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Sent on Mormon-News: 19Apr01

By Kent Larsen

LDS Bombing Victim's Family Remembers, Awaits Execution

OKLAHOMA CITY, OKLAHOMA -- Six years after a truck bomb destroyed the Alfred P. Murrah Federal Building, taking with it the lives of 168 people, the family of LDS Church member Paul Broxterman remembers their son, brother, husband and father and waits for the expected execution of terrorist Timothy McVeigh. Broxterman has been one of the most visible victims, thanks to his murder's inclusion as one of the counts in the case against McVeigh and his mother's widely-publicized comments on and during the trial. While the execution won't alleviate the family's loss, it will give them closure and a sense of justice.

Broxterman was a Kansas native, born in a non-Mormon Air Force family in Topeka. The family moved to several other states before settling in Las Vegas, where Paul attended his last two years of high school. He excelled at soccer, graduated in 1971 and soon headed for Vietnam, where he served in the US Navy as a radioman on the USS Enterprise.

Discharged after the war, Broxterman got degrees in criminal justice and law enforcement, the latter from Weber State University in Ogden. His mother, Peggy Broxterman (who is apparently not Mormon), says he was mischievous and unsettled -- until he joined the LDS Church and married his wife, Cammie. Then he blossomed, "Paul loved his family, his country and God," said his mother, Peggy.

He went to work as an investigator for the Internal Revenue Service, then the Bureau of Indian Affairs, and the Department of Agriculture, which he left early in 1995 to accept a job as an investigator with the Department of Housing and Urban Development. He started work in the Murrah Building just three weeks before the bombing, getting an office at the front of the building because his boss offered him an office with a window.

What happened that morning before the blast isn't clear. Broxterman's office was on the fourth floor, separate from the rest of the HUD offices on the building, located on the 7th and 8th floors. HUD office manager Susan Hunt testified in McVeigh's trial that Broxterman had gone up to the man HUD offices to get supplies he needed for a trial at which he was to testify.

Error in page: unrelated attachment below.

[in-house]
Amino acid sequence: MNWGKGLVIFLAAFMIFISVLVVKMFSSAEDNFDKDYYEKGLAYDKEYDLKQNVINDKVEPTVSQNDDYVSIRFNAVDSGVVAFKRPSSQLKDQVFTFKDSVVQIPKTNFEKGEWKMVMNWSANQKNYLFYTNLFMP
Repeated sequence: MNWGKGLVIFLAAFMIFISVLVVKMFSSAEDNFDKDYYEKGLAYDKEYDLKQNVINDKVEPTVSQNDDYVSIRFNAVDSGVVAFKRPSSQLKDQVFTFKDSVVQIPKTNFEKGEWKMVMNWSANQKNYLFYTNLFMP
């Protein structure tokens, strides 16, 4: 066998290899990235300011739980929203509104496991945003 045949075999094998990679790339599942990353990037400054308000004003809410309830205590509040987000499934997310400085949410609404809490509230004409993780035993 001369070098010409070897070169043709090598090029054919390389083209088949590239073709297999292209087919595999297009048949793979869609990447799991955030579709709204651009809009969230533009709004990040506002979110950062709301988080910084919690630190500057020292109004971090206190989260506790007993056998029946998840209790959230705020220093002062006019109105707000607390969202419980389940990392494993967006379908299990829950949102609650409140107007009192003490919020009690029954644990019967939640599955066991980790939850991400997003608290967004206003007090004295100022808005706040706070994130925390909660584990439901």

Back in his office, Broxterman might have been able, if he were looking, to see the rental truck back up to the building, McVeigh flee and, the truck explode at him. The 9:02 am explosion destroyed the front of the building, killing 168 people including Broxterman.

It was 13 days before his body was found. His parents and some siblings came to Oklahoma City and waited at the crisis center, hoping beyond hope that he was alive. His mother insisted he was, thinking he had just gone out for a soda. The family called Paul's beeper regularly, hoping that the unit's buzz would help searchers find him. Eventually, on his birthday, they made him a cake, sprinkling nuts on the top because they knew he hated nuts and hoped that would bring him out of the rubble. It worked, his body was discovered that day.

The body was shipped to Topeka, Kansas, where Paul was buried along side his grandmother. Peggy Broxterman found that talking to the media about the bombing gave her some solace, because she took on the mission to remind the world of the magnitude of the tragedy, "You have to have lost a child to understand," she says. She also testified in McVeigh's trial, causing an uproar when she praised the judge for his compassion, a move that the defense attorneys called prejudicial.

But Broxterman's wife and children have been much less visible in the media. His daughter, Sarah, now 21, did come to the bombing site last year when the memorial to the bombing was dedicated. She said that the moment was very personal, "To me, it's like my funeral for him, my time to say goodbye." After lingering over her father's chair, one of the 168 inscribed chairs in the memorial, she placed flowers on the fence that long served as an impromptu memorial at the site, and said she felt settled, "Hopefully I can put this behind and find peace."


Long Journey for Justice
Las Vegas Review-Journal 14Apr01 P2
By Glenn Puit: Review-Journal

Oklahoma City memorial stands as silent tribute
Detroit MI News (AP) 20Apr00 P2
By Tim Talley


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